The Brooklands oval in the UK was home to the fastest cars on earth for the 32 years it was open, and the modern Brooklands Museum celebrates this fact with an impressive collection of cars from both the track’s glory period and the post-war years following the circuit’s closure. This means the chance to see Senna’s ’91 F1 McLaren…
…on the same day as something like the stunning and unique Alfa Romeo 6C Aerospider. Walking the epic Brooklands banking and seeing the outdoor exhibits can take up a good portion of a day, but with the beautiful cars on show it’s important to leave enough time to soak up all the displays that the Museum has on offer.
It’s also the kind of place where lifelong obsessions are born.
Brooklands Museum takes up a large corner of the original track: it includes a large section of the original Members Banking plus buildings dedicated to the motorsport and aviation history of the site. Restored buildings from the track’s active era are supplemented by the big aircraft hangars from WWII and subsequent decades.
The Pratts/Esso Petrol Pagoda was constructed in 1922, one of four original filling stations at Brooklands – all the major oil companies of the time were represented. Pratts Motor Spirit became Esso (from a phonetic pronunciation of the letters of Standard Oil, of which Charles Pratt was a founder) in 1935, at which time the corporate identity on the pagoda was changed.
Of the three other filling stations, the Shell and BP buildings have been restored, but the balloon hangar now occupies the site where the Redline pagoda once stood.
Brooklands’ links to the famous race across the channel at Le Mans are celebrated with a display of one of the original concrete half-kilometre markers from the Circuit De La Sarthe.
Aviation became as important as racing to Brooklands early on in the track’s life: flying conditions were helped by the barrier of the high-banked oval. During the Second World War, the factories at the site churned out Hurricane fighters and Wellington bombers. A group of volunteers work in this hangar on restoring a Hurricane and also a Wellington bomber that was recovered from Loch Ness in Scotland – without any interference from monsters…
Aviation research and development continued at Brooklands into the ’50s and ’60s, with major jets of the era emerging from Brooklands’ hangars. Many other important planes are now on display in and around the hangars, including this Hawker P1127 – one of the prototypes from which the astonishing VTOL Harrier was born. There’s also a two-seater trainer that you can sit in!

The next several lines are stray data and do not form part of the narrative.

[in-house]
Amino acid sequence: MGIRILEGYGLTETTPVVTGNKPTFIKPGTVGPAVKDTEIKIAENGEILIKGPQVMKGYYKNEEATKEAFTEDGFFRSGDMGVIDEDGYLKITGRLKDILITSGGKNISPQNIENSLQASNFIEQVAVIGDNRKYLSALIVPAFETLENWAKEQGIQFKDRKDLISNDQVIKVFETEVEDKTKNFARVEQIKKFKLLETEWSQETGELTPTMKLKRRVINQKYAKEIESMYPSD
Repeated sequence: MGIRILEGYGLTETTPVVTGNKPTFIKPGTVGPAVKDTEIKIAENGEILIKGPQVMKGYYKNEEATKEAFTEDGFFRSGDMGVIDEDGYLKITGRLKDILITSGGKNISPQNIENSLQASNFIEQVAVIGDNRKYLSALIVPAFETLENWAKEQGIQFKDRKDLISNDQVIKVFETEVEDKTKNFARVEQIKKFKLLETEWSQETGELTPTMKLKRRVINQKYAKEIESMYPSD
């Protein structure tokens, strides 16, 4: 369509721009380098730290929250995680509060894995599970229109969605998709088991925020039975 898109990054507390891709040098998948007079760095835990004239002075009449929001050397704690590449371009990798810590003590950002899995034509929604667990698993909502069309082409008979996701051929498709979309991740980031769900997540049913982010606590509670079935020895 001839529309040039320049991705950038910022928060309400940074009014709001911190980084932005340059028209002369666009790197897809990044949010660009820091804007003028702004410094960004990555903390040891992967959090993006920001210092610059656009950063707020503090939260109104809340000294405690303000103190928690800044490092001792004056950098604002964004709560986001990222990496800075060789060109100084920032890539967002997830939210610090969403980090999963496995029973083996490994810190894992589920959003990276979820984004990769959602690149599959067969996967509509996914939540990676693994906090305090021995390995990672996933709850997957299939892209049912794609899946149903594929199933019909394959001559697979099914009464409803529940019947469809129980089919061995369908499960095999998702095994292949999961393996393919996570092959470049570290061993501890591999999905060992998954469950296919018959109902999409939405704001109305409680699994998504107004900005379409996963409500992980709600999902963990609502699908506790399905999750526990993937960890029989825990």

But cars are what we’re hunting – and they can be found everywhere. Parked up outside, in sheds, under awnings… McLaren had just delivered a recent Formula 1 car which is due to be turned into a simulator and was sitting in Dunlop Mac’s Tyre Depot shed, the oldest building at Brooklands.
The Clubhouse houses a small collection of cars and memorabilia and several restored rooms reflecting how the interior of the building would have looked in its heyday.
The MG L2 Magna roadster mounted a one-litre, six-cylinder and was a very successful competition car. A factory trio won the Light Car Club Relay Race at Brooklands in 1933, and later that year a celebrity race was run using 10 new L2s.
Across the courtyard is the LBB Motors Shed, home to the major collection of the Brooklands Museum: the ‘Fastest On Earth’ Speed Record Exhibition. The high doors were to allow double-decker buses to be brought in, which the LBB company were converting to diesel in the 1930s. The ERA racing team and Brooklands Engineering Company also previously occupied the workshop.
The Nanette Brooklands Special was commissioned in 1924 by racing driver Felix Scriven. The original two-litre six-cylinder was quickly replaced by a more reliable 1.8-litre four-cylinder, and Scriven took his unique Brooklands Special to victory in its first race.
It must have been a terrifying experience. Imagine being in this car, travelling at an average 90mph along the bumpy, treacherous surface of Brooklands, no seat belts, no helmet, no bucket seat, the transmission burning your legs and the wind threatening to rip the bodywork off… Oh, and the car twice caught fire during races, the second time leaving only the engine and front wheels serviceable.
The suspension and brakes look positively medieval: the surprise was actually having brakes at the front – not all cars of the time did…
Nanette was later modified again in 1927 to take a 1.5-litre supercharged unit, which must have made it even more unpredictable at speed.
Rather more refined was this luscious 1931 Talbot AV105 in its bright green factory livery, a model that competed in the famous Double 12 races at Brooklands. In high-compression competition mode the 2.9-litre straight six (a stressed member) put out over 140bhp, and AV105s scored podiums at Le Mans, Brooklands and at the Alpine Trials.
Even though the metalwork seems thick and complex, you can still pick out early examples of applied racing technology like the brake cooling ducts and friction dampers.
Along with the Talbot, the Museum had another new addition in 2012: this beautiful one-off Alfa Romeo 6C 2300 Aerospider. Aerodynamics featured heavily: it was Alfa’s attempt to take on the dominating German teams of Auto Union and Mercedes-Benz, and the 6C would have been capable of 200mph in its 12C, 430hp competition form. The car almost looks like it’s designed in reverse, with a bluff nose designed to counter lift tapering over a low-profile body to an elongated tail. The underneath was as important as the top: it had a flat underbody to reduce turbulence.